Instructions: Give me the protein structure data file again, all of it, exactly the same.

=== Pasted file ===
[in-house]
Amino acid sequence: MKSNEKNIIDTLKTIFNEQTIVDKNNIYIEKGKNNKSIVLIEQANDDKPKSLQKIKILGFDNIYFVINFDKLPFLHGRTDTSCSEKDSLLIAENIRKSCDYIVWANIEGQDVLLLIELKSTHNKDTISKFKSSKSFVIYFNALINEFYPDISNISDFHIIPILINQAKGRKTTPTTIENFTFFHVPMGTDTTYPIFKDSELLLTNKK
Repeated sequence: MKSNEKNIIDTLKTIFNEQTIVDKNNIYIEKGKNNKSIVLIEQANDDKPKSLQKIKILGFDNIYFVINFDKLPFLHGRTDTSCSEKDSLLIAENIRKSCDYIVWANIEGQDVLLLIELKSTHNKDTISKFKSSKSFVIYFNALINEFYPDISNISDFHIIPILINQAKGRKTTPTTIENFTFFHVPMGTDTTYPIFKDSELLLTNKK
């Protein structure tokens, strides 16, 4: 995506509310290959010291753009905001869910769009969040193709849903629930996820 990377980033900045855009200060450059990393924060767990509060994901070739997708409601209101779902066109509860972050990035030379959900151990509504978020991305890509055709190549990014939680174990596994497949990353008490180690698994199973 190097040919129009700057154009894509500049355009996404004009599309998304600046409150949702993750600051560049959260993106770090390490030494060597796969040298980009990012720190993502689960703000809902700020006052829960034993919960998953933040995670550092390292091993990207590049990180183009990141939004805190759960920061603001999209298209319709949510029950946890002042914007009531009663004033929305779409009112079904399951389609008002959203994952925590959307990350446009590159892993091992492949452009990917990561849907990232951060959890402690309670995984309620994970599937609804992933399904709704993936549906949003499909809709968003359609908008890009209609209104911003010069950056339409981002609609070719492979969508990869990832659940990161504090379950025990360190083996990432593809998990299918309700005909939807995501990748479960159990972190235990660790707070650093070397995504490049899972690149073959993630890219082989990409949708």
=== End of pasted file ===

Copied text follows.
[in-house]
Amino acid sequence: MKSNEKNIIDTLKTIFNEQTIVDKNNIYIEKGKNNKSIVLIEQANDDKPKSLQKIKILGFDNIYFVINFDKLPFLHGRTDTSCSEKDSLLIAENIRKSCDYIVWANIEGQDVLLLIELKSTHNKDTISKFKSSKSFVIYFNALINEFYPDISNISDFHIIPILINQAKGRKTTPTTIENFTFFHVPMGTDTTYPIFKDSELLLTNKK
Repeated sequence: MKSNEKNIIDTLKTIFNEQTIVDKNNIYIEKGKNNKSIVLIEQANDDKPKSLQKIKILGFDNIYFVINFDKLPFLHGRTDTSCSEKDSLLIAENIRKSCDYIVWANIEGQDVLLLIELKSTHNKDTISKFKSSKSFVIYFNALINEFYPDISNISDFHIIPILINQAKGRKTTPTTIENFTFFHVPMGTDTTYPIFKDSELLLTNKK
């Protein structure tokens, strides 16, 4: 995506509310290959010291753009905001869910769009969040193709849903629930996820 990377980033900045855009200060450059990393924060767990509060994901070739997708409601209101779902066109509860972050990035030379959900151990509504978020991305890509055709190549990014939680174990596994497949990353008490180690698994199973 190097040919129009700057154009894509500049355009996404004009599309998304600046409150949702993750600051560049959260993106770090390490030494060597796969040298980009990012720190993502689960703000809902700020006052829960034993919960998953933040995670550092390292091993990207590049990180183009990141939004805190759960920061603001999209298209319709949510029950946890002042914007009531009663004033929305779409009112079904399951389609008002959203994952925590959307990350446009590159892993091992492949452009990917990561849907990232951060959890402690309670995984309620994970599937609804992933399904709704993936549906949003499909809709968003359609908008890009209609209104911003010069950056339409981002609609070719492979969508990869990832659940990161504090379950025990360190083996990432593809998990299918309700005909939807995501990748479960159990972190235990660790707070650093070397995504490049899972690149073959993630890219082989990409949708």